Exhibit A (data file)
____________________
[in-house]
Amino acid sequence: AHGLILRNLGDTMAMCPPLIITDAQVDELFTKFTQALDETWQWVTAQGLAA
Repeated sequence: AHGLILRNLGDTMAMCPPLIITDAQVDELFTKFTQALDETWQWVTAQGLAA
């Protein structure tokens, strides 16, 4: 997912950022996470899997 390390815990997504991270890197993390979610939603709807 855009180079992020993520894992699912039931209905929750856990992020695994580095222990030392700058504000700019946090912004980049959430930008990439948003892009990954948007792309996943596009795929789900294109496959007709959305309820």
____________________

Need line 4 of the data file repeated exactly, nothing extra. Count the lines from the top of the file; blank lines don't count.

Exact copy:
């Protein structure tokens, strides 16, 4: 997912950022996470899997 390390815990997504991270890197993390979610939603709807 855009180079992020993520894992699912039931209905929750856990992020695994580095222990030392700058504000700019946090912004980049959430930008990439948003892009990954948007792309996943596009795929789900294109496959007709959305309820």